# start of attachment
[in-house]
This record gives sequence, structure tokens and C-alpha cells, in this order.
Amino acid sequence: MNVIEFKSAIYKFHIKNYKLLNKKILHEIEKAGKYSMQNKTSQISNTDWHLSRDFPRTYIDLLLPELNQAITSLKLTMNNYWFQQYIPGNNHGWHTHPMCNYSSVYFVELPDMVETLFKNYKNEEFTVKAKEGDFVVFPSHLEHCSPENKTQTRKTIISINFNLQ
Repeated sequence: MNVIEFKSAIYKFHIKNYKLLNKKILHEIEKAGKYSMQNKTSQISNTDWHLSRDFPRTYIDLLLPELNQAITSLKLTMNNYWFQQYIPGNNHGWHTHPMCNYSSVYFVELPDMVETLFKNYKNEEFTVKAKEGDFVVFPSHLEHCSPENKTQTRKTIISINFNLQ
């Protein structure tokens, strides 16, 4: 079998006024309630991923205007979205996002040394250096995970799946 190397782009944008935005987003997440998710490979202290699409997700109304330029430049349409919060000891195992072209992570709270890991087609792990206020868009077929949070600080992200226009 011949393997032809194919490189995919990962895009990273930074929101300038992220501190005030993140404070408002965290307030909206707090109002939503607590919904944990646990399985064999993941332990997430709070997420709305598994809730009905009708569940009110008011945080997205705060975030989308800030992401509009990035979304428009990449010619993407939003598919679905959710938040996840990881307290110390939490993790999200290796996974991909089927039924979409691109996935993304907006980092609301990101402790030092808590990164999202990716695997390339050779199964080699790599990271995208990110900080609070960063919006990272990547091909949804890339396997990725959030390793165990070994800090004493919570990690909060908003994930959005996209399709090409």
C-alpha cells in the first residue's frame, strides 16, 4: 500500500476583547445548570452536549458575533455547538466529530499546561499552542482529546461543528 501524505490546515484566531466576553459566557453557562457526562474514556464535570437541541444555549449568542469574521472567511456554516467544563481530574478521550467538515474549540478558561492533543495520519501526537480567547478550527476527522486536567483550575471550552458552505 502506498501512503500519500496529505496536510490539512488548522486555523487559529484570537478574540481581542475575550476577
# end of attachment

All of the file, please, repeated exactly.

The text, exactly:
[in-house]
This record gives sequence, structure tokens and C-alpha cells, in this order.
Amino acid sequence: MNVIEFKSAIYKFHIKNYKLLNKKILHEIEKAGKYSMQNKTSQISNTDWHLSRDFPRTYIDLLLPELNQAITSLKLTMNNYWFQQYIPGNNHGWHTHPMCNYSSVYFVELPDMVETLFKNYKNEEFTVKAKEGDFVVFPSHLEHCSPENKTQTRKTIISINFNLQ
Repeated sequence: MNVIEFKSAIYKFHIKNYKLLNKKILHEIEKAGKYSMQNKTSQISNTDWHLSRDFPRTYIDLLLPELNQAITSLKLTMNNYWFQQYIPGNNHGWHTHPMCNYSSVYFVELPDMVETLFKNYKNEEFTVKAKEGDFVVFPSHLEHCSPENKTQTRKTIISINFNLQ
């Protein structure tokens, strides 16, 4: 079998006024309630991923205007979205996002040394250096995970799946 190397782009944008935005987003997440998710490979202290699409997700109304330029430049349409919060000891195992072209992570709270890991087609792990206020868009077929949070600080992200226009 011949393997032809194919490189995919990962895009990273930074929101300038992220501190005030993140404070408002965290307030909206707090109002939503607590919904944990646990399985064999993941332990997430709070997420709305598994809730009905009708569940009110008011945080997205705060975030989308800030992401509009990035979304428009990449010619993407939003598919679905959710938040996840990881307290110390939490993790999200290796996974991909089927039924979409691109996935993304907006980092609301990101402790030092808590990164999202990716695997390339050779199964080699790599990271995208990110900080609070960063919006990272990547091909949804890339396997990725959030390793165990070994800090004493919570990690909060908003994930959005996209399709090409």
C-alpha cells in the first residue's frame, strides 16, 4: 500500500476583547445548570452536549458575533455547538466529530499546561499552542482529546461543528 501524505490546515484566531466576553459566557453557562457526562474514556464535570437541541444555549449568542469574521472567511456554516467544563481530574478521550467538515474549540478558561492533543495520519501526537480567547478550527476527522486536567483550575471550552458552505 502506498501512503500519500496529505496536510490539512488548522486555523487559529484570537478574540481581542475575550476577